Man charged over Statue of Liberty hoax bomb threat

A girl mimics the Statue of Liberty as she poses for photos in front of the US landmark.
A girl mimics the Statue of Liberty as she poses for photos in front of the US landmark.REUTERS

NEW YORK (AFP) - A 42-year-old American was arrested in Texas on Wednesday and charged with making a hoax bomb threat at the Statue of Liberty that forced the evacuation of 3,230 people, officials said.

Jason Smith from West Virginia allegedly called emergency services identifying himself as "Abdul Yasin" and as an "ISI terrorist" saying that "we" are preparing to blow up the statue.

It was not clear what group he was referring to.

The ISI is most commonly understood as the acronym for Pakistan's Inter-Services Intelligence, the country's premier spy agency.

Court papers indicate that Smith attended a school for the blind and deaf. He used a telephone service tailored for those with hearing impediments and has past convictions for making threats.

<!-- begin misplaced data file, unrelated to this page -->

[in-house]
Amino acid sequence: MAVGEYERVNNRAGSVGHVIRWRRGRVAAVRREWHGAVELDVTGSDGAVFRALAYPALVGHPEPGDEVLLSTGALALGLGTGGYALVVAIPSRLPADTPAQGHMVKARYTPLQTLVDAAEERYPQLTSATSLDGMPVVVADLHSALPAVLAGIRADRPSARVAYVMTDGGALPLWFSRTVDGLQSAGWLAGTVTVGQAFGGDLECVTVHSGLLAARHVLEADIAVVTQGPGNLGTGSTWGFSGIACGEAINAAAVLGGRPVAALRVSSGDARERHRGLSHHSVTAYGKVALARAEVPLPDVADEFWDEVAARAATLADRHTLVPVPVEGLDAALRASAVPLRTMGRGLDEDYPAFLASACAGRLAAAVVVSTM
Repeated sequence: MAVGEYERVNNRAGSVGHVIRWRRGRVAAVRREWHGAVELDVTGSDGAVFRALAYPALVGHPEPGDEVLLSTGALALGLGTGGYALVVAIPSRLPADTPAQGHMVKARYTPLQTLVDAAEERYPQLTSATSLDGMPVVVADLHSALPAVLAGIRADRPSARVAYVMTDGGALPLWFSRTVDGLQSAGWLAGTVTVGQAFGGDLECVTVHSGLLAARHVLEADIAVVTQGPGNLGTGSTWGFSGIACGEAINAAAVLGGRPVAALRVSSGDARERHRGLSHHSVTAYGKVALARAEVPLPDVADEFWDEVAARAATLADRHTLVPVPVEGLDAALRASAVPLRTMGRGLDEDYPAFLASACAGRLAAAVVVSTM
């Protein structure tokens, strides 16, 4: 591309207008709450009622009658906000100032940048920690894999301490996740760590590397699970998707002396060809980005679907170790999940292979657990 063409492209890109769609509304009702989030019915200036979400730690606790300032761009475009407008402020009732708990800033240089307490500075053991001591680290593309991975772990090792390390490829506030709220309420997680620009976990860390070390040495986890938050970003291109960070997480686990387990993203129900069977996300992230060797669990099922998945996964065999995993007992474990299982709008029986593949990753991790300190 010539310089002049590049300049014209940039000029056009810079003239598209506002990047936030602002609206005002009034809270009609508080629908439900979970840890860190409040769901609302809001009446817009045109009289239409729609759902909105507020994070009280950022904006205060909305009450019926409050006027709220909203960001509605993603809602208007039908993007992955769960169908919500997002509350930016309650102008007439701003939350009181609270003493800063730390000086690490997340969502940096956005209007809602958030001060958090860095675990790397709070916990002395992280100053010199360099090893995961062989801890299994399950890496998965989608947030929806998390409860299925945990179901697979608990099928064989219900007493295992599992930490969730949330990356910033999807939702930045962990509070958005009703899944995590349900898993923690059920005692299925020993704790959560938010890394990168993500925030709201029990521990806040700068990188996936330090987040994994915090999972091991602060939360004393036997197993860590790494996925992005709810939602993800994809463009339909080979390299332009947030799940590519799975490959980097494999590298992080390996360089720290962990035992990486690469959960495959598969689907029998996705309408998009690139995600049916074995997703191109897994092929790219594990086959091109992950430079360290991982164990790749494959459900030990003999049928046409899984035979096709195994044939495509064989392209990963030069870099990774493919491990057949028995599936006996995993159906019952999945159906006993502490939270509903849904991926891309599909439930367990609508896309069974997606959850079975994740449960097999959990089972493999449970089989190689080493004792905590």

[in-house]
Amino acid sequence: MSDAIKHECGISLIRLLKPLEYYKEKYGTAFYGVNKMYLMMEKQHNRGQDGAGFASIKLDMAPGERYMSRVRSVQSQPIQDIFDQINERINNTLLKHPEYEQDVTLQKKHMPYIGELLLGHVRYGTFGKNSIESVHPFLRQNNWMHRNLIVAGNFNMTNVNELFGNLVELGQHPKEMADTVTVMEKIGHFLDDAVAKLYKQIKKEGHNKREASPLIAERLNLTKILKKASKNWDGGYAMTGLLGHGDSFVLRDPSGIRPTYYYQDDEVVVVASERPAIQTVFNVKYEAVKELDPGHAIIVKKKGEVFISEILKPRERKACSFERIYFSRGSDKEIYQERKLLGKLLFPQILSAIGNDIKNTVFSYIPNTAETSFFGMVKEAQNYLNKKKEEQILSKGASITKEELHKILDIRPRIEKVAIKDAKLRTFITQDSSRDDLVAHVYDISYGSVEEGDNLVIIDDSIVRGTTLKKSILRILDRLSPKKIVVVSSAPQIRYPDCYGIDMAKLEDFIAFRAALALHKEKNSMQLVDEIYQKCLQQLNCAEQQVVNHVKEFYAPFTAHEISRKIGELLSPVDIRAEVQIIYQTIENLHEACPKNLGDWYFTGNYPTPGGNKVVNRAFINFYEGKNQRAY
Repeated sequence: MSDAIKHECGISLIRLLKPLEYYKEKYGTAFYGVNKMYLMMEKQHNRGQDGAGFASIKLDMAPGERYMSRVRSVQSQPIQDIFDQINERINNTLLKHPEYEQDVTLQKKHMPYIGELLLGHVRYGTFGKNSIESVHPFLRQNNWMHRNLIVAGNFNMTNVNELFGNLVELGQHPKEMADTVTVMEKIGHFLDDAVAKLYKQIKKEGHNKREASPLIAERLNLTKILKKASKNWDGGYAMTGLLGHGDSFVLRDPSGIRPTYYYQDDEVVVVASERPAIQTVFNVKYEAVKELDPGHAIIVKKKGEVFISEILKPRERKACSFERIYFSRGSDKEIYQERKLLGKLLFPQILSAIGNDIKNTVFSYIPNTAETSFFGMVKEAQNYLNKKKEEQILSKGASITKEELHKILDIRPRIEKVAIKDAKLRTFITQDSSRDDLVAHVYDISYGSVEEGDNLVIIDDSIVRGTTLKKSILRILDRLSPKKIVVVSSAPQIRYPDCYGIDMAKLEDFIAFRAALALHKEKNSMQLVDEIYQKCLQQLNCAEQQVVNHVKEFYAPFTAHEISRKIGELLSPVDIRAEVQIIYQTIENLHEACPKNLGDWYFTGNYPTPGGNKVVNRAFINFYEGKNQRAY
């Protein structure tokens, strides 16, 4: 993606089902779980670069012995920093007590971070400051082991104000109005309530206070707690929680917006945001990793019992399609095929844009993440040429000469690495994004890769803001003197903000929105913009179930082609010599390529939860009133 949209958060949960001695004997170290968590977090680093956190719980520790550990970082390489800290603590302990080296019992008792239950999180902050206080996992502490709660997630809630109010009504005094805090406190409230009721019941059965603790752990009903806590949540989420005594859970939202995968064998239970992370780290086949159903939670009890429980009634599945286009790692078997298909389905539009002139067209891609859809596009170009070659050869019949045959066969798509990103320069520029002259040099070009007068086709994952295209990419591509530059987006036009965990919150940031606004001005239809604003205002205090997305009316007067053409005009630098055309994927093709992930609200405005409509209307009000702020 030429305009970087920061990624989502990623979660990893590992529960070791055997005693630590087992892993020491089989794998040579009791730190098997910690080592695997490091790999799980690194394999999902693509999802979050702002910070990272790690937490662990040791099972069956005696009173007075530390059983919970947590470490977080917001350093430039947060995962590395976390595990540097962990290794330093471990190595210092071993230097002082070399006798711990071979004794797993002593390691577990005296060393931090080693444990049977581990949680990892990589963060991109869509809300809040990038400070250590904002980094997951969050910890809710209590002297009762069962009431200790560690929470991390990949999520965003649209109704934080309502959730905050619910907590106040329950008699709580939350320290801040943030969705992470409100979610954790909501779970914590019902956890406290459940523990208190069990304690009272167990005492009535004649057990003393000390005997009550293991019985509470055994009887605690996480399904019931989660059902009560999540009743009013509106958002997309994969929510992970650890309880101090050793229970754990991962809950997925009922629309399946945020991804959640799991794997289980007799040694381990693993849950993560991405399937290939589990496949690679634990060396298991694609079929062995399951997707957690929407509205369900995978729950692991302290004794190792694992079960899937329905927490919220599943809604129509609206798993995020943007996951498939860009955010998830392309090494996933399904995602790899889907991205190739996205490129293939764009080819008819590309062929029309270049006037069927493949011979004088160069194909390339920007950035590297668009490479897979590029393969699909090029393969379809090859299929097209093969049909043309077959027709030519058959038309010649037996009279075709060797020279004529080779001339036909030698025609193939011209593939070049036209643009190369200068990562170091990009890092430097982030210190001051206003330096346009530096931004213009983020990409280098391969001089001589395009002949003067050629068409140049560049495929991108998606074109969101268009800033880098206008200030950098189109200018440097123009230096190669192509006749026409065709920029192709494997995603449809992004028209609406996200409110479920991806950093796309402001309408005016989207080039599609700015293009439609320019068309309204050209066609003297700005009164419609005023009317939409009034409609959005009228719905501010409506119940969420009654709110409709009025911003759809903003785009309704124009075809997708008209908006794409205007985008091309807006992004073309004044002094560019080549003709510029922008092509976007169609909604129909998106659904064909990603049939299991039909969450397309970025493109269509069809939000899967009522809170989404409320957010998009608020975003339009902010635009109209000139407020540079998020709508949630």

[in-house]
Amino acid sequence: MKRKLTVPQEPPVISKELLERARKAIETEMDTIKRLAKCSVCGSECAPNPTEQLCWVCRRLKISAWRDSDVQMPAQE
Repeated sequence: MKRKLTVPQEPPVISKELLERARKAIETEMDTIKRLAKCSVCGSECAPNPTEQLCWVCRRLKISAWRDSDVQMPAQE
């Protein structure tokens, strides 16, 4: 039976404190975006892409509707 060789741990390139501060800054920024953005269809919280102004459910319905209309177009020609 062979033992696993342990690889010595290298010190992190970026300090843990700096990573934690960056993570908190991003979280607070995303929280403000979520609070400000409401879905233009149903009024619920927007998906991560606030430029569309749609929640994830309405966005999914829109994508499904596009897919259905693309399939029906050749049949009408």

The statue and its surrounding island, one of the most visited monuments in the United States, was evacuated on April 24 and closed for the rest of the day after the bomb threat was made.

Park police and canine units swept the scene and bomb disposal officers were scrambled, after a possible suspicious package was located in a visitor locker.

The threat was later deemed to have been a hoax.

US prosecutors say Smith called the emergency 911 hotline on April 24 from his iPad, using a service that assists hearing-impaired people with making and receiving calls.

Two follow-up calls threatening to attack Times Square and kill police officers at the Brooklyn Bridge were made from the same iPad by a user identified as "Isis allah Bomb maker" in May.

ISIS is most commonly used in the United States to refer to the Islamic State in Iraq and Syria extremist group.

Prosecutors said Smith was arrested in Lubbock, Texas, and would appear before a federal court in Texas later on Wednesday.

He is charged with one count of conveying false and misleading information and hoaxes, which carries a maximum sentence of five years in prison, prosecutors said in New York.

Smith was convicted twice in Virginia, in 2001 and 2006, for making threats of death or bodily injury, court papers show.

In 2006, he was also convicted of threatening to bomb or burn buildings and of calling emergency services without just cause.